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Keywords:

  • bone histomorphology;
  • bone mineral density;
  • bone mineral metabolism;
  • hyperparathyroidism;
  • nocturnal haemodialysis;
  • vascular calcification

SUMMARY:

Background:  Poor control of bone mineral metabolism (BMM) is associated with renal osteodystrophy and mortality in dialysis-dependent patients. The authors explored the efficacy of alternate nightly home haemodialysis (ANHHD) in controlling BMM parameters and its effects on bone mineral density and histomorphometry.

Methods:  In this prospective observational study, 26 patients on home haemodialysis (3–5 h, 3.5–4 sessions weekly) were converted to ANHHD (6–9 h, 3.5–4 sessions weekly). Biochemical parameters of BMM at baseline, 6 and 12 months, radiological parameters at baseline and 12 months and bone histomorphometry at 12 months are described.

Results:  Pre-dialysis serum phosphate fell from 2.13 ± 0.65 to 1.38 ± 0.35 mmol/L; P < 0.0001. No binders were required in 77.2% compared with 7.7% at baseline. Calcium-phosphate product fell from 5.28 ± 1.64 to 3.42 ± 0.88 mmol2/L2; P < 0.0001 and parathyroid hormone (PTH) from 301 (110–471) to 127 (47–240) ng/L; P = 0.01. Bone mineral density remained stable. Vascular and ectopic calcification improved or stabilized in 87.5%. Bone histomorphometry at 12 months showed high, normal and low bone turnover in 10, 3 and 4 patients, respectively, with 6/17 patients having abnormal mineralization.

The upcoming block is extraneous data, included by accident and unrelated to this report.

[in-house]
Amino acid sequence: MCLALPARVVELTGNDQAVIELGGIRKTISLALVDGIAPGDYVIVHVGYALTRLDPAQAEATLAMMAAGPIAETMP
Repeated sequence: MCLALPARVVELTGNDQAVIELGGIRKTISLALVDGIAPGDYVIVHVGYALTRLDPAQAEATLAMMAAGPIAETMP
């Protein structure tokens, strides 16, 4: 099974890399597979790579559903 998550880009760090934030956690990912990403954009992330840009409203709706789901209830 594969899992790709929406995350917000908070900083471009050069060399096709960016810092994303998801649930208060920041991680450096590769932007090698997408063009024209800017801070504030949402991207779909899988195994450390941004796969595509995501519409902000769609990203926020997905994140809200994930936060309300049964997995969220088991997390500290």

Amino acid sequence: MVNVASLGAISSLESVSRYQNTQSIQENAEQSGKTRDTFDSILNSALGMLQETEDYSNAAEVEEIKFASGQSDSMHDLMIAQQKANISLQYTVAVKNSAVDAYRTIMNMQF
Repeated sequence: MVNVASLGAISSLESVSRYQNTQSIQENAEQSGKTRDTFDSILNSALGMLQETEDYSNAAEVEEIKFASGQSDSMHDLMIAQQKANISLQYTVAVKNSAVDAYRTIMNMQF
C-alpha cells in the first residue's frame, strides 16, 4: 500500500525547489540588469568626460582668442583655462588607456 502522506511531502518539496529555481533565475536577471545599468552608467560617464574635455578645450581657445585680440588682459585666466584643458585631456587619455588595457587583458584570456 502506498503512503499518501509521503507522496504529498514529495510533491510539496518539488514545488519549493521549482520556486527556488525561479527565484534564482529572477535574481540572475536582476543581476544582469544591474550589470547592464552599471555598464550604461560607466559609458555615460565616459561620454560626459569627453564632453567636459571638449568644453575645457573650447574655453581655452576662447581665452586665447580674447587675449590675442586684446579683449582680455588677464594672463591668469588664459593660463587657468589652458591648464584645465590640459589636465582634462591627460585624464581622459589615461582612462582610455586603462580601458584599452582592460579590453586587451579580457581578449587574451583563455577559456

Conclusion:  Alternate nightly home haemodialysis effectively manages biochemical parameters of BMM. Patients with very high PTH at baseline (>1000 ng/L) did not significantly improve parathyroid hormone status. Abnormal bone turnover and mineralization were present in a significant proportion of patients at 12 months but low turnover was uncommon. Vascular calcification was stabilized or improved in the majority. ANHHD compares favourably with every night and short daily therapy in relation to BMM management and may offer lifestyle advantages for patients.